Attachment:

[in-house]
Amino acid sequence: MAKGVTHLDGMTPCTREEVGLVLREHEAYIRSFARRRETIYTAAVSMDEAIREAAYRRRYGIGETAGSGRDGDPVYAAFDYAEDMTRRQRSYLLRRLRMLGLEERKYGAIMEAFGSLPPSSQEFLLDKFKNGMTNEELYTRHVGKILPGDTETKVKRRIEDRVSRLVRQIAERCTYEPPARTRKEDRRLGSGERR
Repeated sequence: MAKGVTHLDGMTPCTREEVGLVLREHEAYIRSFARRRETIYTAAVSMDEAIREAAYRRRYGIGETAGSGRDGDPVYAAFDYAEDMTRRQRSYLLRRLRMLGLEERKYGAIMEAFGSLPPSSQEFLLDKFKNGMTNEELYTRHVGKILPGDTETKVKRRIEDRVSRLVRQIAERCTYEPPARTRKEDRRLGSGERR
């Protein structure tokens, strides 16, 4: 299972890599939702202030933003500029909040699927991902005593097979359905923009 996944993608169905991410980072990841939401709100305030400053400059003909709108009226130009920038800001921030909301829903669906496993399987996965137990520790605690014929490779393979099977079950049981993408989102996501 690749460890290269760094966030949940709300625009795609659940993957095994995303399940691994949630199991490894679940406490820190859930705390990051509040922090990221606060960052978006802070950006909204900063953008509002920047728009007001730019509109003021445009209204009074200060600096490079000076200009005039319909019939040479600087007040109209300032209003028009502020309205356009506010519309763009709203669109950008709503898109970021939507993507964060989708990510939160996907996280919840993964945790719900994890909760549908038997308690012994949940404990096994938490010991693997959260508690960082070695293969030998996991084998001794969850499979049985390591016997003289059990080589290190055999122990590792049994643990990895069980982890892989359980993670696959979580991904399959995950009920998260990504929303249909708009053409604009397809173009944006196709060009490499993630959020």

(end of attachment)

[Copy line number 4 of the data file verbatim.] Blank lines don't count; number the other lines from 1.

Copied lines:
């Protein structure tokens, strides 16, 4: 299972890599939702202030933003500029909040699927991902005593097979359905923009 996944993608169905991410980072990841939401709100305030400053400059003909709108009226130009920038800001921030909301829903669906496993399987996965137990520790605690014929490779393979099977079950049981993408989102996501 690749460890290269760094966030949940709300625009795609659940993957095994995303399940691994949630199991490894679940406490820190859930705390990051509040922090990221606060960052978006802070950006909204900063953008509002920047728009007001730019509109003021445009209204009074200060600096490079000076200009005039319909019939040479600087007040109209300032209003028009502020309205356009506010519309763009709203669109950008709503898109970021939507993507964060989708990510939160996907996280919840993964945790719900994890909760549908038997308690012994949940404990096994938490010991693997959260508690960082070695293969030998996991084998001794969850499979049985390591016997003289059990080589290190055999122990590792049994643990990895069980982890892989359980993670696959979580991904399959995950009920998260990504929303249909708009053409604009397809173009944006196709060009490499993630959020």